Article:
It isn't all that long ago that tickets were printed on something like sixduplicate sheets of carbon paper. I am worried that sixduplicate is an invented word, but I'll stick with it for now.
There was a very specific moment when each of the carbon copies could be ripped out, and I remember travelling with the dim apprehension that I would accidentally rip one out and be stranded in some malicious stop-over point between London and Sydney. Changes were written with extreme care and in mysterious code over tippex dabbled (I know, not a word either) on each of the sheets.
It really isn't long ago that this was standard, and yet these printed airline tickets already seem impossibly clumsy, quaint objects. But they held such magic. You kept them for years, because they were worth keeping - in a shoe box filled with postcards, concert stubs, museum catalogues, and badly folded maps. Tickets were just as specific to each journey as these other markers.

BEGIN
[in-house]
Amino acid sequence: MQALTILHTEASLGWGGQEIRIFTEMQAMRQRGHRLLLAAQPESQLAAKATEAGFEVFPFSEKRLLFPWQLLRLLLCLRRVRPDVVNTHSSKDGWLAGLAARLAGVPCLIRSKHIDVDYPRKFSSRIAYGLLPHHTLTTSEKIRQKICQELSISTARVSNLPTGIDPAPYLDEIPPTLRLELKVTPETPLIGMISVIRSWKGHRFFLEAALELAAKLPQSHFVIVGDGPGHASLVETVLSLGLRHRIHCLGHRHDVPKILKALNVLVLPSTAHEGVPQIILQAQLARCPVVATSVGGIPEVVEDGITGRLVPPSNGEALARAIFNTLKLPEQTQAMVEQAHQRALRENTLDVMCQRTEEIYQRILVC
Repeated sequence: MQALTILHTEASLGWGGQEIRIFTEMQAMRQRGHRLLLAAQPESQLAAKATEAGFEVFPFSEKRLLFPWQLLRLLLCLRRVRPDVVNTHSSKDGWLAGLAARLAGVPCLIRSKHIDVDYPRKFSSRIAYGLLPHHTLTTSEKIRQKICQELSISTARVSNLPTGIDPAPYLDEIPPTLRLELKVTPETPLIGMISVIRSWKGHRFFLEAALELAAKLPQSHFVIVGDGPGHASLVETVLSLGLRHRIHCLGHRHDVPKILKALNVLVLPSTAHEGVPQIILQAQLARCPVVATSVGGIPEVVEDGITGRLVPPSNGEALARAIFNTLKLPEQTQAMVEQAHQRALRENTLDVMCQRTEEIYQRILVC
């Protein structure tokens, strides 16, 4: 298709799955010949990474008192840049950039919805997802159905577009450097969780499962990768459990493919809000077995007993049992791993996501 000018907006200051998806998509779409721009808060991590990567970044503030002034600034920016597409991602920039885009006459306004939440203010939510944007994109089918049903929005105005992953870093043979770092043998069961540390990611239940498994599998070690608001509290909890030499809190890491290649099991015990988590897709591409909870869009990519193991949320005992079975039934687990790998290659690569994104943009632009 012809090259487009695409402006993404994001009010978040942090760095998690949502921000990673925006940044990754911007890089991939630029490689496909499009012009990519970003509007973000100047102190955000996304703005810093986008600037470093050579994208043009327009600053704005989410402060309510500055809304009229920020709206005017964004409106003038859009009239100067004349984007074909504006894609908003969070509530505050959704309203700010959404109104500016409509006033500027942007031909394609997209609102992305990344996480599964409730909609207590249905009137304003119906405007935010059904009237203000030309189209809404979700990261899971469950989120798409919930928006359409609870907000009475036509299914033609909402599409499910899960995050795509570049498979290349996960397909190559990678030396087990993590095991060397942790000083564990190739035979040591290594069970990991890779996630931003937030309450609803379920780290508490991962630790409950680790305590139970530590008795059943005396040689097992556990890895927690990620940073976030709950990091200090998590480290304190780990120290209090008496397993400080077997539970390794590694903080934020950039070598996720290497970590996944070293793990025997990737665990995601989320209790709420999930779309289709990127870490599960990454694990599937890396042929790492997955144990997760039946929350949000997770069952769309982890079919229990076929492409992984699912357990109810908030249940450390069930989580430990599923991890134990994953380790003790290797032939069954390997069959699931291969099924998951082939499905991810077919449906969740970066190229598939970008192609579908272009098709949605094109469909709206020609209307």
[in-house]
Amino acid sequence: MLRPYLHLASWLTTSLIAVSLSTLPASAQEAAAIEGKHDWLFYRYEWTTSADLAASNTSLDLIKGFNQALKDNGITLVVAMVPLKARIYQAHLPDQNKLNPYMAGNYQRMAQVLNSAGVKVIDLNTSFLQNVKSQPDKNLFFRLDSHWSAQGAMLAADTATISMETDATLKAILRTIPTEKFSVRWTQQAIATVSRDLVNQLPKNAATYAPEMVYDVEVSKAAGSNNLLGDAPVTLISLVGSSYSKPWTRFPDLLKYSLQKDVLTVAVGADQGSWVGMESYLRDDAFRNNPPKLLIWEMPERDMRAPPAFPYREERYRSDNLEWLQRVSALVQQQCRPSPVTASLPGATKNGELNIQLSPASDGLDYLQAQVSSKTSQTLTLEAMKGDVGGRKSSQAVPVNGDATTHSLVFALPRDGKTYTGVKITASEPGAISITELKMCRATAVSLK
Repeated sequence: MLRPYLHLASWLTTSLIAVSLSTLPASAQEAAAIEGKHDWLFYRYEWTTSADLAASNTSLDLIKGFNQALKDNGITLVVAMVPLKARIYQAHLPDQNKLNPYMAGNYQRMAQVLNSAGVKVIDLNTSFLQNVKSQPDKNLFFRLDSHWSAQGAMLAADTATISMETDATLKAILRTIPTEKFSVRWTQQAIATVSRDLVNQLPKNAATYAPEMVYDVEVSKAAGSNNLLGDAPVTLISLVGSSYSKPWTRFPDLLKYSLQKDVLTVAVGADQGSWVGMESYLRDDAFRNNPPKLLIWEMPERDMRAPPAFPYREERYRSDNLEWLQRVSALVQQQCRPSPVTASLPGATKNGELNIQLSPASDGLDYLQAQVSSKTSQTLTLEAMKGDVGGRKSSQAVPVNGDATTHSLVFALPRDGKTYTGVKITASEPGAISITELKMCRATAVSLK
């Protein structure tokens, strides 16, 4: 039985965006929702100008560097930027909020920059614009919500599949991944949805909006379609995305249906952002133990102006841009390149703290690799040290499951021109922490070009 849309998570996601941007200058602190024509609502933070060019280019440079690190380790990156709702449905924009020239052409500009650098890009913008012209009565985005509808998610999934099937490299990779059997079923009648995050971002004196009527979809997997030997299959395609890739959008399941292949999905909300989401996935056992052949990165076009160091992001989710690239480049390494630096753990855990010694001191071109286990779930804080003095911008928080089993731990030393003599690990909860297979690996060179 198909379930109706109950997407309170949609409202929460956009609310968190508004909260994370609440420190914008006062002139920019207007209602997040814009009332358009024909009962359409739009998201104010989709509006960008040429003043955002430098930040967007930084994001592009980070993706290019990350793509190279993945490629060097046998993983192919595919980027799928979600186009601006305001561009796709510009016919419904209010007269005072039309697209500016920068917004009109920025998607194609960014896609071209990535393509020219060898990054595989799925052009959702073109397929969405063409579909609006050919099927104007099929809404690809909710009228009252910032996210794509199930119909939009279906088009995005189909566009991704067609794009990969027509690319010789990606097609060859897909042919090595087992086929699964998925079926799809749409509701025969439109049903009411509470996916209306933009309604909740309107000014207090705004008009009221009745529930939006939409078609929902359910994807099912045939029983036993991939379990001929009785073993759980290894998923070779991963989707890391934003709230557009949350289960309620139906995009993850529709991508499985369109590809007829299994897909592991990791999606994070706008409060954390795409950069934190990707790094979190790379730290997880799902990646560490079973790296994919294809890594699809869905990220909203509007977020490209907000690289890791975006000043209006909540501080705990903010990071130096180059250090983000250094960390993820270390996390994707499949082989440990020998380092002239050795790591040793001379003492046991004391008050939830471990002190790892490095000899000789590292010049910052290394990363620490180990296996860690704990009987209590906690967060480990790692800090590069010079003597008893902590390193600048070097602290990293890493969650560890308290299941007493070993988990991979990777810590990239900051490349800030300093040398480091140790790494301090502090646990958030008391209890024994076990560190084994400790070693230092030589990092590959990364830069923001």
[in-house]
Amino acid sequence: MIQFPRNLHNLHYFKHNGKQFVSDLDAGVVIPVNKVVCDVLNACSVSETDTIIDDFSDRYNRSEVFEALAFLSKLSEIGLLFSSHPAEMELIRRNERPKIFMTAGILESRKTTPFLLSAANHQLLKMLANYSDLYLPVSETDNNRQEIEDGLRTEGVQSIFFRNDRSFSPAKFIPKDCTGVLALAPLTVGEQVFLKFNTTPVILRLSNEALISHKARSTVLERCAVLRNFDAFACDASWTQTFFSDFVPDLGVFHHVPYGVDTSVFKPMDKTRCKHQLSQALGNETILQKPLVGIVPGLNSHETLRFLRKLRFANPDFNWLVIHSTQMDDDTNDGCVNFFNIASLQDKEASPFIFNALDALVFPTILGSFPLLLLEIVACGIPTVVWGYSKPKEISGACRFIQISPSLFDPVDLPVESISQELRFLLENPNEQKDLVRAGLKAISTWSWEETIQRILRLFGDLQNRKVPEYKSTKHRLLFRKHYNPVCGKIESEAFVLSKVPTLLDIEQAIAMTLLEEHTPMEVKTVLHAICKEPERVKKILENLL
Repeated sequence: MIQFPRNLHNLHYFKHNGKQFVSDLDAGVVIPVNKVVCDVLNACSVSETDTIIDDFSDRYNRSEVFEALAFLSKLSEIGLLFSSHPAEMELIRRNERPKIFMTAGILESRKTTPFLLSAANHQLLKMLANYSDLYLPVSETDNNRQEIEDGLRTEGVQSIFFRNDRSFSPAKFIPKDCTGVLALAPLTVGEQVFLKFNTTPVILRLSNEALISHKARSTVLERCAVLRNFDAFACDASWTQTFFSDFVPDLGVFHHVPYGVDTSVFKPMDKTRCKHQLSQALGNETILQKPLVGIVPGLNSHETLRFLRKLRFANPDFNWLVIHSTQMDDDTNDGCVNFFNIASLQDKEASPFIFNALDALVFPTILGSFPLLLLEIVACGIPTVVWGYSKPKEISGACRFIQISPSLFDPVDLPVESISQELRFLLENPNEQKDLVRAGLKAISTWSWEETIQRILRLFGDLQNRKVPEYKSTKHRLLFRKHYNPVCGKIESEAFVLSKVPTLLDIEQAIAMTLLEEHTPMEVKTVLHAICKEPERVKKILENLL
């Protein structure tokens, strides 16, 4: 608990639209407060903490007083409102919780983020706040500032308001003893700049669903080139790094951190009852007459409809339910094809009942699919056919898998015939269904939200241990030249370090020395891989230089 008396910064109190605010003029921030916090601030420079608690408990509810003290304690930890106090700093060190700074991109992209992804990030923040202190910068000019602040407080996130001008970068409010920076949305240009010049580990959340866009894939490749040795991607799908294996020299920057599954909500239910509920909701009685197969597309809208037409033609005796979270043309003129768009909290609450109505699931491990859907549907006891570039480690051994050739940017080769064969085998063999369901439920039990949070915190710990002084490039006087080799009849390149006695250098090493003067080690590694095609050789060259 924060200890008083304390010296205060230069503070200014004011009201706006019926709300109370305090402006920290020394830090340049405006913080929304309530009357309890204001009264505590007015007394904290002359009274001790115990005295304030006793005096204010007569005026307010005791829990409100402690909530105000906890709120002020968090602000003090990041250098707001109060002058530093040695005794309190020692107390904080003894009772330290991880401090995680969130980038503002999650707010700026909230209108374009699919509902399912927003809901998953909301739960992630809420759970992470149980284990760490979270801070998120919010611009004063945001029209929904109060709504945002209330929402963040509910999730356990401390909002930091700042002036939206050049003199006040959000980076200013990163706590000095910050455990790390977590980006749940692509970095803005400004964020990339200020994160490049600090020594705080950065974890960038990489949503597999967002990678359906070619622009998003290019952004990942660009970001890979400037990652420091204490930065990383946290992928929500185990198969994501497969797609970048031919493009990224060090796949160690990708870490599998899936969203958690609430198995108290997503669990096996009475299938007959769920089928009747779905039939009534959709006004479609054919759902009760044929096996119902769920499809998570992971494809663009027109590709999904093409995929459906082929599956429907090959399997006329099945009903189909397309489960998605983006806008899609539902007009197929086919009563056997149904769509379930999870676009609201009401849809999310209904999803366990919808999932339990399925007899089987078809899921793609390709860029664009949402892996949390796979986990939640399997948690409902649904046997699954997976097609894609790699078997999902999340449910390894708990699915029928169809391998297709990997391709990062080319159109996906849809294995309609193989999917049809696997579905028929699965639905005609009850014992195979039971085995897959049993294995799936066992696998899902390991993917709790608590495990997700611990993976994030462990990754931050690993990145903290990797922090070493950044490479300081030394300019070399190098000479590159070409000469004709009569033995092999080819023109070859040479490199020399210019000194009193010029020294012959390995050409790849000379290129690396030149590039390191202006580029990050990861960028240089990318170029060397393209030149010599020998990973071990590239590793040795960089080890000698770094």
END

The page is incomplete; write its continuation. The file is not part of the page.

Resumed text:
An e-ticket is still a ticket; and in fact just as exciting, even if it arrives by email and you print it out yourself on the K-Block Level 3 printer called FAC-12.
The e-ticket still holds the same promise, the same beckoning. It says you are going somewhere you haven't been before. What a promise that is! And that you will be tired, jet-lagged, smelling of too much "Tester" aftershave, burdened with a bottle of scotch you don't normally drink and don't really like, overfed with plane food, desperate for your hotel room, and yet awake in a way that only the novelty of travel allows you to be awake.
It says you're really doing it. You're really going to Zambia.